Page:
Everyone who lives within Christina Lake should be able to answer to the question but lakeshore dwellers must be better informed than others because they are ultimately responsible for the lake’s well-being.
Lakeshore property owners must possess fundamental knowledge of what they must do to keep the water potable, and provide fish, wildlife and a myriad of plant species with a healthy environment. An ecologically healthy lakeshore includes communities of plants and wildlife that depend upon the natural water regimes that are characteristic of waterside environments called riparian areas.
Where humans have not altered these valuable ecosystems, riparian plant communities function as soil stabilizers and sediment filter when there is runoff from higher reaches. They also provide critical habitat for a wide variety of wild species.
The measures of a lake that may be approaching an unhealthy state are a preponderance of tidy, landscaped shorelines, retaining walls that have destroyed riparian areas, beaches created with hauled-in sand, algae bloom proliferating, muddy bottoms, and infestations of non-indigenous plants.
In contrast, a healthy lake has clear water for considerable depths, areas of gravel substrate for spawning, a variety of plants and shrubs along its shores, no harmful algae bloom, natural beaches and untidy shorelines. Property owners cannot plead ignorance of what is needed to maintain Christina Lake as a healthy ecosystem.
Everything they do, even in small measures, affects the lake. Building a retaining wall changes the lakeshore ecology drastically. Covering a natural pebble laden shoreline with hauled in sand destroys the natural habitat for a myriad of plants and animals.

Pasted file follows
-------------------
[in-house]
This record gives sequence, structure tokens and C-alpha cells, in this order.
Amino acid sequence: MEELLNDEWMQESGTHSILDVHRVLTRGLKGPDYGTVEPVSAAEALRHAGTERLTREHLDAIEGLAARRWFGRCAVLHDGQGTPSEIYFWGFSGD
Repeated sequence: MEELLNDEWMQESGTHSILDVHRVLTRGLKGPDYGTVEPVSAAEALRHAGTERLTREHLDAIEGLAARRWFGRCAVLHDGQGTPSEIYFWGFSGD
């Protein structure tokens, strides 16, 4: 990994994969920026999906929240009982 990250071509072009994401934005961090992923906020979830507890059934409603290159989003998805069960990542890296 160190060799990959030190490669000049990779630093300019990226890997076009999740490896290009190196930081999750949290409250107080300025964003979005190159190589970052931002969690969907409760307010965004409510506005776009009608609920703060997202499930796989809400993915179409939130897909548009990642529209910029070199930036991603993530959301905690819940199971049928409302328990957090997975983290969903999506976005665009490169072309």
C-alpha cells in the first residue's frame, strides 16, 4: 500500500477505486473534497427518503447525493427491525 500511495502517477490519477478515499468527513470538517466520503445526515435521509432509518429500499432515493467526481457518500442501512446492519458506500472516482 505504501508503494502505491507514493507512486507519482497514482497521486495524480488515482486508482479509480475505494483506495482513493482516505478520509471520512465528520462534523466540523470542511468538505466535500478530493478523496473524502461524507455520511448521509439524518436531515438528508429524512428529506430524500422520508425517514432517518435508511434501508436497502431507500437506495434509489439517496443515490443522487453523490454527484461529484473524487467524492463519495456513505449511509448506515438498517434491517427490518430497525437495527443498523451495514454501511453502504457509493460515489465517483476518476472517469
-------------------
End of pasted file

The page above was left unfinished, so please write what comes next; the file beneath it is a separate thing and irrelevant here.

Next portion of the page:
Installing a wharf has an impact. Residents of Christina Lake are fortunate to have a superb source of information available on the lake and how to protect it at the Christina Lake Stewardship Association (CLSA) office in the community hall. There is none like it elsewhere in B.C.
The proposed Riparian Area Protection bylaw(s) for Christina Lake are intended to help protect riparian area habitat to maintain lake health for now and into the future. They are much less stringent than the provincial regulations that apply to the Okanagan, the lower mainland and Vancouver Island.
The efforts made by the Regional District of Kootenay Boundary (RDKB) to adopt riparian area protection bylaw(s) that apply to streamside and lakeshore riparian areas should be welcomed rather than challenged. There is no evidence to support the claim that adopting riparian area protection bylaw(s) would lower property values.
An extensive report entitled Riparian Area Functions and Strategies for Management published by the National Academy Press in Washington, D.C. addresses everything imaginable on the need for protection and preservation of riparian areas across the U.S.
What the report says applies to any lake anywhere and it’s worth anyone’s time to read. The authors of the report recommend that restoration and protection of riparian functions on waterways should be a national goal and they recognize that patience and persistence is needed to eventually accomplish it.
Owners of waterfront properties must realize that they have invested in portion of an ecosystem, not just a piece of land that fronts on the lake and they must do their part in protecting it.
Suppose that after all the meetings and exchanges of information on the proposed riparian area protection bylaw(s) they are rejected. The responsibility for protection of the ecosystem would then fall solely to property owners. Are they willing and able to take on the task without support and assistance from the RDKB? Would it be worth the risk to find out?
– Roy Ronaghan is columnist for the Grand Forks Gazette